Too many modern scores sound to me like three parts "sound design" and one part composition.  While there are many talented composers out there, I think that too often they are asked to recreate a sound already heard in previous scores or according to music used in the films' trailers.  While there are some individual voices out there, too many times I hear those voices being stifled by having to provide just more of the same rather than a unique vision specific for the particular film they're working on.  I will probably always prefer the older scores because the composers had to be much more creative due to the restrictions placed upon them (only one or two electronic instruments available at the most).  Nowadays anyone can get any kind of sound by pushing a button, and while the scores sound modern and contemporary, as standalone music they often leave me uninvolved.  Of course there are exceptions to the rule and not all classic film scores are brilliant, but I prefer the scores composed by the musicians who were trained in the first half of the 20th century just as I prefer Impressionist painters to many modern painters and the opera of Verdi's time than the opera of today.  I think the majority of composers who wrote for films from the 1930s - 1970s had better and more extensive training and were more learned from a dramatic standpoint.  They studied literature, opera, ballet, classical music, films, musicals, stage plays, jazz, Big Band, and so much more.  Nowadays a lot of composers seem to be regurgitating things they heard in other movies or on TV.  They wouldn't know Dickens from Shakespeare or Monet from Warhol.  And I think that can diminution of influences can have an influential -- and not in a good way -- effect upon your writing.  Again, I'm painting with a broad brush here, but when you compare the incredible knowledge that some of the Golden and Silver Age composers had with some of today's, there's just no comparison.  If you're the sum of your influences, then the fewer and less diverse influences you have, your sum will be smaller.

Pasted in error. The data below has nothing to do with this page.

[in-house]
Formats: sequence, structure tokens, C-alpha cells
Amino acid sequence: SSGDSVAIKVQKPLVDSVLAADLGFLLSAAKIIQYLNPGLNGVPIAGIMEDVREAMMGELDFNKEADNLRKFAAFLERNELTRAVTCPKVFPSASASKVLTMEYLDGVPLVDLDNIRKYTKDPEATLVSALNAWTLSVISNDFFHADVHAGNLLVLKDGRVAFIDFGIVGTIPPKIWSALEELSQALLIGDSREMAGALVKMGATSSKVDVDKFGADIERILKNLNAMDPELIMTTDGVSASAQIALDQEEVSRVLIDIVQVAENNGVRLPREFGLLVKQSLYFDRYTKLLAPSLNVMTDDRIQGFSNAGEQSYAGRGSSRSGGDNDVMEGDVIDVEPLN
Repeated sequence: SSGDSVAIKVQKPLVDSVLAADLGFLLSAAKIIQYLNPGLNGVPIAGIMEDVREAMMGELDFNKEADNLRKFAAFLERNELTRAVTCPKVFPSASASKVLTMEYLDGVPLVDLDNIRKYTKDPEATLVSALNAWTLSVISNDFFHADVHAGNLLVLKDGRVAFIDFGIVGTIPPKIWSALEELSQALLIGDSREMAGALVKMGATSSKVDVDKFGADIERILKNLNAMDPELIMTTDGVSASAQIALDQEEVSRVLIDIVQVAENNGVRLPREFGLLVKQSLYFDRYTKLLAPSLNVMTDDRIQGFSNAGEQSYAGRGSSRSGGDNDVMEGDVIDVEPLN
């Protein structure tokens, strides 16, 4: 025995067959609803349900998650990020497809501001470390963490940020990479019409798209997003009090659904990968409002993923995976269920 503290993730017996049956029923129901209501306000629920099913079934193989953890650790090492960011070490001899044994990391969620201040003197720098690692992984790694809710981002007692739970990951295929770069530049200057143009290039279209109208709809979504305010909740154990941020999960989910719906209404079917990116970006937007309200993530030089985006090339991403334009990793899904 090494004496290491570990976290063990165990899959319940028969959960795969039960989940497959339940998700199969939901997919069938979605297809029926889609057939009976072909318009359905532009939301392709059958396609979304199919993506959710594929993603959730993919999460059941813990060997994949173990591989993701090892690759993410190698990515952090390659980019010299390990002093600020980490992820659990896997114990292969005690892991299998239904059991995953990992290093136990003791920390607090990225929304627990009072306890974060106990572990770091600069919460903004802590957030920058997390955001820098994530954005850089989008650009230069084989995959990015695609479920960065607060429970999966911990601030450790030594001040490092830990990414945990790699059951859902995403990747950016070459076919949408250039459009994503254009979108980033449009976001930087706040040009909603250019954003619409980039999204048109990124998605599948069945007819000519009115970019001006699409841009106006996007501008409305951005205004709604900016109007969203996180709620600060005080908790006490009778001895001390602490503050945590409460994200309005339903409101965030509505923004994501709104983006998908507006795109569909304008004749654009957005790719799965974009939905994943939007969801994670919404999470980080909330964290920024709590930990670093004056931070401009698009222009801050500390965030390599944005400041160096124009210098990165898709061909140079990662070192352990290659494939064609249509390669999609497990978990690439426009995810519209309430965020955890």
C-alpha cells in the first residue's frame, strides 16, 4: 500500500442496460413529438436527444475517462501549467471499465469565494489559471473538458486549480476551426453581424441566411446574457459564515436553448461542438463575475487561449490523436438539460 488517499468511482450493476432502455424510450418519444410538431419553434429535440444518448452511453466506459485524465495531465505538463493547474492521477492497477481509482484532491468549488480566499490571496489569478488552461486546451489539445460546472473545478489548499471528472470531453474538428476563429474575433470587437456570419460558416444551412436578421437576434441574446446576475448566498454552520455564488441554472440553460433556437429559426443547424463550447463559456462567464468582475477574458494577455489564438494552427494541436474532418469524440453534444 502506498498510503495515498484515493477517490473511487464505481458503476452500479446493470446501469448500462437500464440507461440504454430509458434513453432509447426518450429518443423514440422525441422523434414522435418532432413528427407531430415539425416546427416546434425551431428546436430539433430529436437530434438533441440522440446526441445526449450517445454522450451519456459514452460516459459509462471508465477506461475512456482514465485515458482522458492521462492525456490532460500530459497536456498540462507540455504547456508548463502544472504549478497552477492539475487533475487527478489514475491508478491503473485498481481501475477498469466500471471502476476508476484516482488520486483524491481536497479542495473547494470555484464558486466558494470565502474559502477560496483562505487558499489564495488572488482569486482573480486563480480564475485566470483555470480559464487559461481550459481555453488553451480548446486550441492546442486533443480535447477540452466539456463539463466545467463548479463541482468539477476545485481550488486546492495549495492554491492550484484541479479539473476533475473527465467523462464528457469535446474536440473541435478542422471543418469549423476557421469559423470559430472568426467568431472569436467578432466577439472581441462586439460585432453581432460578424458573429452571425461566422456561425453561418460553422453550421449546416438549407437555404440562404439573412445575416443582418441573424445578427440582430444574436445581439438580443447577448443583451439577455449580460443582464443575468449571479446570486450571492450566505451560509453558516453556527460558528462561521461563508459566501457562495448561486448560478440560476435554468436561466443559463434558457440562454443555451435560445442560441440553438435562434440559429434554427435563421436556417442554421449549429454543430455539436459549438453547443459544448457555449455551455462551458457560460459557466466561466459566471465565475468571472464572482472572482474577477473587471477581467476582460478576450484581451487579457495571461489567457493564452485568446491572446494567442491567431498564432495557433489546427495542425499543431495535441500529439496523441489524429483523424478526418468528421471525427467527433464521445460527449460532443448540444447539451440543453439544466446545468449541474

RH: